In what seemed a never ending fiasco of negotiations between the Canadiens organization and Subban (front lined by his agent Don Meehan), there seemed little hope of a contract extension after Thursday night.

Both sides went as far as they could possibly go, entering into a four hour arbitration hearing yesterday. In an interview following the hearing Subban appeared less than optimistic and seemed resigned to the fact that he was destined to a one year deal assigned by the arbitrator.

That all ended with this afternoons announcement which sees Subban as a Canadien through the 2021-2022 season, with an average annual value of $9M USD per season ($72M over the contract term).

The young defenseman helped secure a contract of this nature by proving himself over the past two season, and showing he is one of the elite defenders in the NHL.

Winner of the Norris Trophy two seasons ago was part of the proving ground for Subban, along with his solid fifty three points in the 2013-14 regular season campaign (10G, 43A, -4). However his post season team high of fourteen points (5G, 9A, +1) in seventeen games was a powerful exclamation point.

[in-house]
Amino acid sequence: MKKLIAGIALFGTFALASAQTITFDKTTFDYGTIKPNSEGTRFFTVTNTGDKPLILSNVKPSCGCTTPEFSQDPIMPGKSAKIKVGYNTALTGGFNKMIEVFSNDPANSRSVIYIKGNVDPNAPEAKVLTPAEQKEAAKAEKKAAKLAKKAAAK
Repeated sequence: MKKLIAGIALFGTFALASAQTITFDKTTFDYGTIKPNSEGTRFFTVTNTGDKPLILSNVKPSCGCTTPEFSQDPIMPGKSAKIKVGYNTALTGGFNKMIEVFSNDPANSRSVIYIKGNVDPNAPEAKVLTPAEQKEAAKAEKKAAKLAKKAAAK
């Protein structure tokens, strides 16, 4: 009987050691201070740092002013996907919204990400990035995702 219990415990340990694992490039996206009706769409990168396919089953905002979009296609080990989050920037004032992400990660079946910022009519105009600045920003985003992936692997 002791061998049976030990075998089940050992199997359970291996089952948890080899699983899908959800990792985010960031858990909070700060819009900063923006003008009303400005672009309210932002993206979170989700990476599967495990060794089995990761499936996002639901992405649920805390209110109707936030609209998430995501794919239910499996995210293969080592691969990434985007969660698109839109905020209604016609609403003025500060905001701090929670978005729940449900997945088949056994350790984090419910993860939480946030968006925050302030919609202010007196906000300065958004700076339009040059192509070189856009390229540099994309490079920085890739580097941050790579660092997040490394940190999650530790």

“We are very pleased to have reached a long term agreement with P.K. Subban. This agreement helps consolidate the future of our team. A key element of our group of young veterans, P.K. plays with a high level of intensity every time he steps onto the ice. Despite his young age, he carries a great deal of experience and brings contagious energy to the team. Defensemen of his level are a rare commodity in the NHL. ~ M. Bergevin